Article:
Until now the United Nations has been hesitant to deploy troops. The UN Secretary-General Ban Ki-moon said in November that Somalia was “too dangerous” for U.N. peacekeepers or even a detailed assessment.

While the Ugandans have been successful in stabilizing limited areas and returning business in the seaport and Kilometer Four areas back to normal, large pockets of strategic areas, particularly the Bakara market, remain outside the Ugandans’ control. “We would like to take hold of Bakara, but we need more troops,” says Captain Paddy Ankunda, the Ugandans’ spokesman.

Five Ugandans have been killed and six injured last year. The AU Col. Peter Elwelu has been also hopeful the AU experience will encourage the U.N. and more AU countries to send troops.

The four-point plan proposed by the AU will focus on political process reconciliation of clan-based differences, greater international involvement in peacekeeping operations, creating a safe environment for humanitarian aid deliveries, and building the capacity of federal government institutions to face these and other impending challenges.

The Commission’s main concern and challenge is to convince the U.N. security Council to re-deploy the peacekeeping operation which was packed up 13 years ago.

“We believe Somalia has been abandoned for so long, and the Security Council remains the principal body in charge of the maintenance of international peace and security, and Somalia is becoming the biggest challenge for security in Africa,” said Said Djinnit. “So we are therefore calling for flexibility on the part of the United Nations in deciding as early as possible on the deployment of the peacekeeping operation to come and take over from the African Union.”

The plea does not mean the AU is prepared for immediate withdrawal from Somalia. The mandate of the African Union Mission in Somalia (AMISOM) has been extended for an additional period of six months on January 18. “I don’t see us pulling out of Somalia soon,” Elwelu says.

Africa’s Worst

Posted in Somalia on January 2, 2008 by desperatedispatch

hawaabdicamp_girl-by-the-water-source.jpgAs the United Nations Security Council and secretary general deliberate about whether Somalia is too dangerous for authorizing a larger peacekeeping force, United Nations officials on the ground say the country is facing the worst humanitarian crisis in Africa.

In the last two months, the security situation in the capital city of Mogadishu has steadily deteriorated, forcing over 600,000 refugees to flee the city. One million have been displaced in a country of 7 million, according to the U.N. High Commissioner for Refugees. Camps along the road connecting the market town of Afgooye with Mogadishu alone have received a surge of 200,000 refugees.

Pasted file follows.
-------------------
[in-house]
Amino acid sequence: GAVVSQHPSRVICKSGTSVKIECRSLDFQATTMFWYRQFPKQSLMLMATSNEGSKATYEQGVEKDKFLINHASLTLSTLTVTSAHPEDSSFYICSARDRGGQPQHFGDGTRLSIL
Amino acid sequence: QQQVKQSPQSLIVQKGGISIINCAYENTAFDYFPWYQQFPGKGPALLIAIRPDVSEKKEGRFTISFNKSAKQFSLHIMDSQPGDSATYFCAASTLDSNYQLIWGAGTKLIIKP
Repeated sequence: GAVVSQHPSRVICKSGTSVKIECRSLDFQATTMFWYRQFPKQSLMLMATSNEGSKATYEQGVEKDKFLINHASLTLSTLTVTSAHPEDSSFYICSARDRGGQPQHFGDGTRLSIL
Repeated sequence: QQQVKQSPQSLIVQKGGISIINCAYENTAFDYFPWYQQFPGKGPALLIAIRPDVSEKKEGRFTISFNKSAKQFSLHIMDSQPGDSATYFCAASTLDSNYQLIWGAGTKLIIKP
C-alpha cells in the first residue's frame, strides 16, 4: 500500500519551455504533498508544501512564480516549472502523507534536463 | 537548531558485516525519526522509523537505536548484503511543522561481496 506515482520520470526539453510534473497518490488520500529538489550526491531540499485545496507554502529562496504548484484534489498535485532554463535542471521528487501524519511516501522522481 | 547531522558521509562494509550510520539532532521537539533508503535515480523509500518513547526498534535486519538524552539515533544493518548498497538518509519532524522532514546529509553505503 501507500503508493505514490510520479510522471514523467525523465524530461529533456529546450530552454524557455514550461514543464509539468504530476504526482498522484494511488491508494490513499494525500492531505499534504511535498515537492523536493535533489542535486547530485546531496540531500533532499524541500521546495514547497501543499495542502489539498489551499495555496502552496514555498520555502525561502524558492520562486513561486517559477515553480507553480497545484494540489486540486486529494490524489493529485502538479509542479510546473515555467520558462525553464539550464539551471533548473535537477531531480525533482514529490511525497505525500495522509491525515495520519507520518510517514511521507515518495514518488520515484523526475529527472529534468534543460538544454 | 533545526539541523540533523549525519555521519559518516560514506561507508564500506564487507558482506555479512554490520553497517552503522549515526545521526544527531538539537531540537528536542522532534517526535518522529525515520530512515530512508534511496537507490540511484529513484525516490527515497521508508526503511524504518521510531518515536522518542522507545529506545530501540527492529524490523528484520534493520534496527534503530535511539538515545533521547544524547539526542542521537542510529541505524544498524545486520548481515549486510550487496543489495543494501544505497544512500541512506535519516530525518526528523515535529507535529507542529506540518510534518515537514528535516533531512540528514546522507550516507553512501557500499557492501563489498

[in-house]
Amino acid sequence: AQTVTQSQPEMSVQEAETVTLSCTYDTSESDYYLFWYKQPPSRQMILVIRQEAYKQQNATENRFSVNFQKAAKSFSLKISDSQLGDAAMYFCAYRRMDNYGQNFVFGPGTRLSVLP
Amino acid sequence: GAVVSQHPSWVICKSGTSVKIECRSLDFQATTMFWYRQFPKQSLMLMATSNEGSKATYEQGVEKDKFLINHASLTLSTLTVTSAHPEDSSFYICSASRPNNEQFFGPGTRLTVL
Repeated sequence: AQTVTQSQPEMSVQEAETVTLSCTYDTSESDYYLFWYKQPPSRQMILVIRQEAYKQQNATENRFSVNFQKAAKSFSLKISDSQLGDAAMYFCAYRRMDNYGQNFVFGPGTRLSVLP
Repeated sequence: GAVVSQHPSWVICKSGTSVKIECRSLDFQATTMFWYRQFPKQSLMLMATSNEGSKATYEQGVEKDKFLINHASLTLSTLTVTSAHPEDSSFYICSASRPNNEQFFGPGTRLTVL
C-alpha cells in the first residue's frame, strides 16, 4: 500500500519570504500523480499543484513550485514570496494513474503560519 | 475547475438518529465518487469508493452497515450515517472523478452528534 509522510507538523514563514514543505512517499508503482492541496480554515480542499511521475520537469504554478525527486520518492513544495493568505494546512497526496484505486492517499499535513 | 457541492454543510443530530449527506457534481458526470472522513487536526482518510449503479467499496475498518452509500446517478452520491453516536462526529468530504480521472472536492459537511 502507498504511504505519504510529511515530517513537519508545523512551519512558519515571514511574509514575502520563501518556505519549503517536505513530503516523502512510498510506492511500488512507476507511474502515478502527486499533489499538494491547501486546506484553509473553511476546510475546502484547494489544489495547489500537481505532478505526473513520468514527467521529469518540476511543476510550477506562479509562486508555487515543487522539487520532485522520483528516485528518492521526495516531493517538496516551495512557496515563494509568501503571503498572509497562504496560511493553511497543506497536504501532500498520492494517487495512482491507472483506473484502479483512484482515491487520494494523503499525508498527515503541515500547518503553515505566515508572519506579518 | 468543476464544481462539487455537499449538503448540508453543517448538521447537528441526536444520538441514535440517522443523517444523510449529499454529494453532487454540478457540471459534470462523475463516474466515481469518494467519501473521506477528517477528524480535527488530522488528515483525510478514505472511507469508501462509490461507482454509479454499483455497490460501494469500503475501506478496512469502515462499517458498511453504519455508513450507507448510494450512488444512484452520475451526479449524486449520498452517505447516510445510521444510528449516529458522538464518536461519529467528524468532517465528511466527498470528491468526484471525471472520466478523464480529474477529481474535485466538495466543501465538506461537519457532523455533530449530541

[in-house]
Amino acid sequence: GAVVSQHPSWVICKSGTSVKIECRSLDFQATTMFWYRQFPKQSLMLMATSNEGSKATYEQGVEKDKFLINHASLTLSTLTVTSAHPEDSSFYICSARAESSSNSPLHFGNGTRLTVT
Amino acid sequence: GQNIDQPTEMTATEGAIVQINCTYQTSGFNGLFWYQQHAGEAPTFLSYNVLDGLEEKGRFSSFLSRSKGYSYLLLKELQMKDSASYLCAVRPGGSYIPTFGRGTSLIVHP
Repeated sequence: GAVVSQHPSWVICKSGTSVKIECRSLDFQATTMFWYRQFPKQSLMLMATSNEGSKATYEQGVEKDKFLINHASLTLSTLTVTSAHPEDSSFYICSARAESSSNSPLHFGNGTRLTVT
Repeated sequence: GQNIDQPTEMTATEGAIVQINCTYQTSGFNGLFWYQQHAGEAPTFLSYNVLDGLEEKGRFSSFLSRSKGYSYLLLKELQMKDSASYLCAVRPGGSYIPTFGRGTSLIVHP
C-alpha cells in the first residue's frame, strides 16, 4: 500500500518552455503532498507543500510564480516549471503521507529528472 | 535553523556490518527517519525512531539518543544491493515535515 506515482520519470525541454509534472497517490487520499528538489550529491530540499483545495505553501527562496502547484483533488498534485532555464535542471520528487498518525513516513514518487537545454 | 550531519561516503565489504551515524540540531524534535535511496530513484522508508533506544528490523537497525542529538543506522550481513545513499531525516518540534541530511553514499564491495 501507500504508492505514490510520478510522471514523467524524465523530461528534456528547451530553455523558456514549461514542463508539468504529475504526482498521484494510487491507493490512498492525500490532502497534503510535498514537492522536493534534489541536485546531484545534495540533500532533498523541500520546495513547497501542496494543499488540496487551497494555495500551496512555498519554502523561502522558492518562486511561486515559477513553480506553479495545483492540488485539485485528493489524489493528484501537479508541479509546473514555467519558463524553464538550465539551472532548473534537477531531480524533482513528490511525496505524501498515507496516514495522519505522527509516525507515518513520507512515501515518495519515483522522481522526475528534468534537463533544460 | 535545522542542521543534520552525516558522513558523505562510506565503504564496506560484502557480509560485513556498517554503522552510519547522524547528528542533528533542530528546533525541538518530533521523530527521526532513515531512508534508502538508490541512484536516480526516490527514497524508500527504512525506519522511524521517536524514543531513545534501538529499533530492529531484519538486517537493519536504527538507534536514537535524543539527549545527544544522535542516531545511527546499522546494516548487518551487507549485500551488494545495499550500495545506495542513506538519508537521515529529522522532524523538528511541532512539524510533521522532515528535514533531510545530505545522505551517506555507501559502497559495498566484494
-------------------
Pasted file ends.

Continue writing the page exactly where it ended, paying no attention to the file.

Ali Mohamed Said, a chairman at Mogadishu’s Bakara Market, the largest in the country, fled the city with his family when his workplace turned into a base for the Ethiopian troops who are fighting alongside the U.S.-backed transitional government against Islamist insurgents. “Everyone who could has fled,” he says, “I am living in trees with mosquitoes right now.”

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WPR: Putin is TIME’s ‘Person of the Year’

Posted in Pootie Poot, Russia with tags , , on January 2, 2008 by desperatedispatch

putintimecover.jpgVladimir Putin this week received an additional boost of support from an unlikely source: Time magazine’s editorial board. After the Russian president beat out former Vice President Al Gore and “Harry Potter” author J.K. Rowling for the title of the magazine’s “person of the year,” a firestorm erupted in Russia over the meaning and possible ramifications of the title.

“He’s not a good guy, but he’s done extraordinary things,” Time Managing Editor Richard Stengel said on NBC’s “Today” show. “At significant cost to the principles and ideas that free nations prize, [Putin] has performed an extraordinary feat of leadership in imposing stability on a nation that has rarely known it.”

Pro-government newspapers and television channels in Russia have jumped on the story as the latest Western validation and recognition of Putin’s achievements.

Kremlin spokesman Dmitry Peskov could hardly contain his glee. “We treat it as an acknowledgement of the role that was played by President Putin in helping to pull Russia out of the economic and social troubles of the 1990s, and restoring national pride in this country,” Peskov said.